that are just turning, 1 trust, away from
the hotel and the boarding house to keep
house—for I think that next to virtue,
housekeeping is the most desirable thing
for newly married persons. You will per
haps wonder what I have to say upon this.
I have this to say : that to any young per
son's life this is a change so marked, it is ft
step so different from any other, that if you
know how, with the peculiar and critical
step of your lift, to take also one other, it
will not be alone marrying for tims—it
will be love for eternity. Is there anything
more beautiful than true love ! No flow
ers show such colors or exhale such fra
grance as does a true love,that makes one'e
life a sacrifice for and a service of another.
Is there anything more beautiful, this side
of God's throne, than two right-minded
and purely loving souls beginning to live
together, each one servant in love to the
other. Now, just beginning a virtuous
wedded life is not religion ; but if you
make this the first step in a series, it will do
more te lead to a Christian course of life,
than perhaps any thing possibly could.
GOOD SOCIETT. —It should be the aim
of young men to go into good society.—
We d not mean the rich, the proud, the
fashionable, but the society of the wise, the
intelligent, the good. Where you find
men know more than you do, and from
whose conversation one can gain useful
information it is always to be found. It
has broken down many a man by associa
ting with the low and vulgar—where ri
baldry was inculcated, and the indecent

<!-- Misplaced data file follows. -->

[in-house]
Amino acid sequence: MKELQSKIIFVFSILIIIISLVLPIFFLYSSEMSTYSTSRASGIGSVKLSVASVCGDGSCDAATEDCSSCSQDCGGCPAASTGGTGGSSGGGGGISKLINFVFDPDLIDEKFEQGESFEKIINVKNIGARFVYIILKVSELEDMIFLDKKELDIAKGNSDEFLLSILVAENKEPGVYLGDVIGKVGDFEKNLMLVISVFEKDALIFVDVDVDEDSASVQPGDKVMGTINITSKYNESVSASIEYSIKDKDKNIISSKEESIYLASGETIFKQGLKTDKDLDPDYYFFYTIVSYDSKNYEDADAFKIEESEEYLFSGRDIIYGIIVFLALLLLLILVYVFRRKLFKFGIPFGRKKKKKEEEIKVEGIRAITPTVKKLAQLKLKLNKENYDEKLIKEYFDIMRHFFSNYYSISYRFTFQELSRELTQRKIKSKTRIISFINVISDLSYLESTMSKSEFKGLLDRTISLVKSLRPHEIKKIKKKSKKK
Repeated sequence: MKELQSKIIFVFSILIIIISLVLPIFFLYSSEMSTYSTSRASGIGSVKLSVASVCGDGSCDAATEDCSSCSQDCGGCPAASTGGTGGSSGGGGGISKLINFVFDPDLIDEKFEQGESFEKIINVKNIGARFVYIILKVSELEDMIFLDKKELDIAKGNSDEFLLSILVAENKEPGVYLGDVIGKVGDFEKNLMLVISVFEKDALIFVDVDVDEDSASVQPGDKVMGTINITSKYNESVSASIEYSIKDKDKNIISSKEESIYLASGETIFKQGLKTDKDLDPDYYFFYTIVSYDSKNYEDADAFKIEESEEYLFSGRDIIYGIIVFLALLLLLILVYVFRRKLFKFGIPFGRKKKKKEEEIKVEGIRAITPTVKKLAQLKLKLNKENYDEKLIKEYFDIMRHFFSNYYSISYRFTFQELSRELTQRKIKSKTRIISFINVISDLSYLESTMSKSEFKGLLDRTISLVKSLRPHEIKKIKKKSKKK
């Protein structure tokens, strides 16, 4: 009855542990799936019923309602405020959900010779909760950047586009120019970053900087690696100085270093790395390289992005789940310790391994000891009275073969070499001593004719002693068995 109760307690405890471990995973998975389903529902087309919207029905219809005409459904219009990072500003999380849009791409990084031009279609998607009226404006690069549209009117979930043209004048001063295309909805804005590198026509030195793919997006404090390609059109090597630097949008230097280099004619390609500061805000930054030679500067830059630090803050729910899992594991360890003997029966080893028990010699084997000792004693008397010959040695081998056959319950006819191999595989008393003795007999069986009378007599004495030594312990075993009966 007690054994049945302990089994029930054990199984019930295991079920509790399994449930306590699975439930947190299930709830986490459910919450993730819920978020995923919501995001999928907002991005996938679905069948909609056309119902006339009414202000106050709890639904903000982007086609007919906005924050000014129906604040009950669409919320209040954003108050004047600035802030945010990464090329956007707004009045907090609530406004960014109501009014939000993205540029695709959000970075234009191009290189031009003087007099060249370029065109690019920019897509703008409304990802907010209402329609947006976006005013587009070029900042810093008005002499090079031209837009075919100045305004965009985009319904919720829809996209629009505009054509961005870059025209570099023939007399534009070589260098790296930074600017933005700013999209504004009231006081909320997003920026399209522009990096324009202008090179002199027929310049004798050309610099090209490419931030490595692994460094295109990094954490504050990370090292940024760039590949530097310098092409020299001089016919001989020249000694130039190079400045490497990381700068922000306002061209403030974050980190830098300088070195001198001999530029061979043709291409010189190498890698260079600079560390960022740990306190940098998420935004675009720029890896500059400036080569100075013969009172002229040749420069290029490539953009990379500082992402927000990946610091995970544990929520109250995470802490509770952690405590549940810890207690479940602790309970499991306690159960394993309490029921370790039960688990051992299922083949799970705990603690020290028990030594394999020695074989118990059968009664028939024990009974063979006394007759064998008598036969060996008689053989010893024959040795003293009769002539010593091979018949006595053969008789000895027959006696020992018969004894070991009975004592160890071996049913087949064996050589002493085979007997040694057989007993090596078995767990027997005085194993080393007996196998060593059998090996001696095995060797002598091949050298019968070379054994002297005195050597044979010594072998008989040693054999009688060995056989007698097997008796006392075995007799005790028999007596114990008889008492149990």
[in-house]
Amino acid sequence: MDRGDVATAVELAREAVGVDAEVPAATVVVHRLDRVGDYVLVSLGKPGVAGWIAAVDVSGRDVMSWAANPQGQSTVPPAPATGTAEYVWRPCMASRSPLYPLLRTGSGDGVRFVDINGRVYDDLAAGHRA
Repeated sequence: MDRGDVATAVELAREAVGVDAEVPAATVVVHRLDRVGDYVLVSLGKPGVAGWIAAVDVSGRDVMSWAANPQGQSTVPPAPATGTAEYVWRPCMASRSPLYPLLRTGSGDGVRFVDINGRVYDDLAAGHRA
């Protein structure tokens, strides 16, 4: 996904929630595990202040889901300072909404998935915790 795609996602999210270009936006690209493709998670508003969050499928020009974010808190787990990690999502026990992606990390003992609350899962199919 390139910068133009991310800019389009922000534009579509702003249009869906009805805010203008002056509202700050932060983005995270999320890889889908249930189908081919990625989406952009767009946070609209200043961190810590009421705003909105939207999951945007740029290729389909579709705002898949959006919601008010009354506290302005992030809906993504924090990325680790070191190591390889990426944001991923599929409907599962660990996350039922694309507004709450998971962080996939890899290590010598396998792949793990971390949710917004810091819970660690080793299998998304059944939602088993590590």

storv, to excite laughter, influence the bad
passions. Lflrd Clarendon has attributed
liis success and happiness in life to associa
ting with persons more learned and
tuous than himself. If you wish to be re
spected, *if you desire happiness and not
misery, we advise you to associate with
the intelligent and good. Strive for men
tal excellence and strict integFity, and you
will never be found in the sinks of pollu
tion, and on the benches of retailers and
gamblers. Once habituate yourself to a
virtuous course—a love of good society—
and no punishment would be greater than
by accident to be obliged for half a day to
associate with the low and vulgar.
HUMAN LOVE. — Consciousness of being
loved gives comfort and strength, and
makes trust in God a real living feeling that
influences the daily life. If there is no lore
above us, if all men turn glances of dislike
upon us, and close their hands against us,
then our hearts grow hard, and we find it
ditficult to rise at once, without the aid of
human steps, above earthly pain and deso
lation, to love and confidence in God all
has a tendency to become dark above, as it
is around ; whereas love and kindness keep
our hearts open. Dear loving people are
to us witnesses of the love and tenderness
of God—are his angels whom he sends to
show us that he has not forgotton us.
/ST "Two thirds of the members ofny
church," says a pastor, "are honorary mem
bers They don't come to prayer-meetings;
they don't attend Sunday school ; they
don't add to the life of the church; they
are passengers on the gospel ship ; they
bear no burdens *,add no strength ; their
names are on our books ; they are honora
STALE BREAD FRITTERS. —Cut stale
bread in thick slices, and put it to soak for
several hours in cold sweet milk. Then
fry it in sweet lard, or butter the slices and
fry tbcm, and eat with sugar or molaaeea,
or a sweet sauce. To nuke it more de*w>.
eate. remove the hard eruet before nsftua
VOL. 5 NO. 42